WH clears Kellyanne Conway for "inadvertently" promoting Ivanka Trump brand

The Office of Government Ethics had urged the White House to “consider disciplinary action” for Conway

CBS News

WASHINGTON -- The top White House ethics attorney says counselor Kellyanne Conway “acted inadvertently” and “without nefarious motive” when she promoted Ivanka Trump’s fashion line during a television interview at the White House.

Stefan Passantino, deputy counsel to the president on compliance and ethics, wrote in a letter to the Office of Government Ethics that he met with Conway and resolved the matter. CNN first reported the existence of the letter.

“We concluded that Ms. Conway acted inadvertently and is highly unlikely to do so again,” Passantino wrote. “It is noted that Ms. Conway made the statement in question in a light, off-hand manner while attempting to stand up for a person she believed had been unfairly treated and did so without nefarious motive or intent to benefit personally.”

Conway had come under fire for urging viewers to “go buy Ivanka’s stuff” in a Feb. 9 interview on Fox News. Conway was reacting to reports that Nordstrom had dropped the line, which the president believes was a political move. The store says it was a business decision.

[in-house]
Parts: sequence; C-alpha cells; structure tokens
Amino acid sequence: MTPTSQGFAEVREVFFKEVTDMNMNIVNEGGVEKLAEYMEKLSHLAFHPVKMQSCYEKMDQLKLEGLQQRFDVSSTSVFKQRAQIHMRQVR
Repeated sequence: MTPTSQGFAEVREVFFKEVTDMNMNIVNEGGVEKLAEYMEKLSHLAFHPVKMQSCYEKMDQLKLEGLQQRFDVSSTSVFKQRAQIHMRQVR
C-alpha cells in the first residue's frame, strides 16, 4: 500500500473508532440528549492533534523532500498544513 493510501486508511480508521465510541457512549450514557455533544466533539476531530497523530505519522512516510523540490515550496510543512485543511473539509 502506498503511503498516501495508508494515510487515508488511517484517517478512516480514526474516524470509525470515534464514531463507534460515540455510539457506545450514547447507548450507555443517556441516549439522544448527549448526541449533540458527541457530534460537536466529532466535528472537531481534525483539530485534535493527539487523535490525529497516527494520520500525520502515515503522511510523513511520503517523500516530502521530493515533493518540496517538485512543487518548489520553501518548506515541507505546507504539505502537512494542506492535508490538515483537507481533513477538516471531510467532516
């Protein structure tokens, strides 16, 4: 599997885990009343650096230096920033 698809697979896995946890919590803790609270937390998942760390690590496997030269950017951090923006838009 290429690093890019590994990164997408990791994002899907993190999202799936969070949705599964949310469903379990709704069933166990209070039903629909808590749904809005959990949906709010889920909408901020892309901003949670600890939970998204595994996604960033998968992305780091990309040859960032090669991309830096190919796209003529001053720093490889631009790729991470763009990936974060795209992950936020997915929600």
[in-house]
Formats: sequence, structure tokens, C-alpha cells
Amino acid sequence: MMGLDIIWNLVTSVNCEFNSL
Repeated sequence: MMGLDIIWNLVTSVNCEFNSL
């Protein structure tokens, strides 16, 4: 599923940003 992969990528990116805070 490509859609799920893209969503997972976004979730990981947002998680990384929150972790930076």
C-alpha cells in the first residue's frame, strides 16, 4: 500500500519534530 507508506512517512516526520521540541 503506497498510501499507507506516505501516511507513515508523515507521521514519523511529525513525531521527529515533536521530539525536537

“This is just a wonderful line. I own some of it,” Conway said in the interview. “I fully - I’m going to just going to give a free commercial here. Go buy it today everybody. You can find it online.”

Administration employees are subject to rules that prohibit them from using their official position to endorse products or services.

The OGE had urged the White House Counsel’s Office to “consider taking disciplinary action against” Conway for the remark.

“There is strong reason to believe that Ms. Conway has violated the Standards of Conduct and that disciplinary action is warranted,” OGE director Walter Shaub wrote in a letter to Passantino on Feb. 14.

Responding to the letter at the time, White House press secretary Sean Spicer told reporters that Conway had been “counseled” about the endorsement.

Conway served as Trump’s campaign manager during the last several months of the presidential race, becoming the first woman to helm a winning campaign.

On Tuesday, a photo of Conway kneeling on a couch in the Oval Office caused a stir over decorum in the Trump White House. She told Fox Business Network she “certainly meant no disrespect” by kneeling on the couch.